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Thomas Simpson and Maxima and Minima - Maximizing y as an implicit function of x

Author(s): 
Michel Helfgott

To find the greatest value of y in the equation a4 x2 = (x2 + y2 )3 (Example XX, p. 42).

Assuming that y is a function of x, implicit differentiation ( Simpson says: "by putting the whole equation into fluxions") leads to 2a4 x = 3(x2 + y2 )2 (2x + 2yy¢). But we have to make y¢ = 0, so 2a4 x = = 3(x2 + y2 )2 (2x). Thus a2/Ö3 = x2 + y2, which in turn becomes a6/3Ö3 = (x2 + y2)3. Since (x2 + y2 ) = a4 x2, we can conclude that a6/3Ö3 = a4 x2, whence

x = a/
Ö
 

3Ö3
 


.

 

Replacing this value in the original expression we get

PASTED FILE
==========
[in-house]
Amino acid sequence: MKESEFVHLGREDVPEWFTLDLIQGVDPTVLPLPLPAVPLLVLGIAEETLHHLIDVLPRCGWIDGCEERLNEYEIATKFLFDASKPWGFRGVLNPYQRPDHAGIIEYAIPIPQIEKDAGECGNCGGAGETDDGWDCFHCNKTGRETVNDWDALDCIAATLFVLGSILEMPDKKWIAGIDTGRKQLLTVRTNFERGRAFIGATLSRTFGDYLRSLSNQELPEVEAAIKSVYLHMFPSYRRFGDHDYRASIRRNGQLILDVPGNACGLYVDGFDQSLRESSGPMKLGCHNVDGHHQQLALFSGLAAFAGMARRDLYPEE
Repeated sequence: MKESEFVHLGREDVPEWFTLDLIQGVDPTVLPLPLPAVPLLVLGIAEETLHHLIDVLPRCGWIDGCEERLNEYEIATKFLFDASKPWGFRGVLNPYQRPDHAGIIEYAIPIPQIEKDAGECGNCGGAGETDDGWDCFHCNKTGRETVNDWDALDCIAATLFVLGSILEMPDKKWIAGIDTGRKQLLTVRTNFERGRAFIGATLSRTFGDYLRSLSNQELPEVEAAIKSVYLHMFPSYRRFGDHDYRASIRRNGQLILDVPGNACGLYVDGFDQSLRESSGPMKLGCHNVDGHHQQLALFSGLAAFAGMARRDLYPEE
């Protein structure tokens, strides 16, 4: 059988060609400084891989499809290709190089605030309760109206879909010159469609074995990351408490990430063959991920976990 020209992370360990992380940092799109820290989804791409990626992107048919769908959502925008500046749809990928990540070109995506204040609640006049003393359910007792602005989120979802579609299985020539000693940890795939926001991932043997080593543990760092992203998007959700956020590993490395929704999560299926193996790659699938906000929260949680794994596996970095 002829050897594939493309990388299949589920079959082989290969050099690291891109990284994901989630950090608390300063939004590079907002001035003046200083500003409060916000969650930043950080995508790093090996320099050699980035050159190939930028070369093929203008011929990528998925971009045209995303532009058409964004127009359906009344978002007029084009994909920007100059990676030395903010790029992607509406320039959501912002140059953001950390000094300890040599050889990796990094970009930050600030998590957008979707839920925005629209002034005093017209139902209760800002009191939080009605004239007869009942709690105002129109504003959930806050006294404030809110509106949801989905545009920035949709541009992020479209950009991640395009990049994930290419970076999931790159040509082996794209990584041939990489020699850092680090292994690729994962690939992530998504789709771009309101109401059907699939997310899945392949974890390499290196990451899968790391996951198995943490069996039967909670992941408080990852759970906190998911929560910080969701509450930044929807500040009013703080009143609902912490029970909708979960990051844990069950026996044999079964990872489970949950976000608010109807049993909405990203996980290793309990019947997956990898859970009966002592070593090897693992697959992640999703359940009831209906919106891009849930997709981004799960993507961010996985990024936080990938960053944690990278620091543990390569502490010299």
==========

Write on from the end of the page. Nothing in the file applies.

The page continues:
y = a
Ö
 

2/3Ö3
 
.

 

 

 

An alternative approach, also presented in Doctrine, goes as follows: Taking the cube root we arrive at a4/3 x2/3 = x2 + y2, thus y2 = a4/3 x2/3 - x2. Consequently, 2yy¢ = (2/3)a4/3x-1/3 - 2x, i.e.

y¢ =
2

3
a4/3 x-1/3 - 2x

2y
.
Making y¢ = 0, it follows that (2/3)a4/3x-1/3- 2x = 0, hence
x = a/
4
Ö
 

27
 
= a /
Ö
 

3Ö3
 
.

 

 

 

Remark: An aspect not considered by Simpson is whether a maximum is actually attained by y at

x = a/
Ö
 

3Ö3
 

First of all, let us note that he is undoubtedly working with the "positive part" of y defined by

y =
Ö
 

(a4 x2 )1/3 - x2
 


x £ a. This function adopts the value zero at x = 0 and x = a, and is positive on (0,a). There is just one critical point, namely

x = a/
Ö
 

3Ö3
 


Hence y attains its greatest value at this point.

Michel Helfgott, "Thomas Simpson and Maxima and Minima - Maximizing y as an implicit function of x," Loci (August 2010)

Dummy View - NOT TO BE DELETED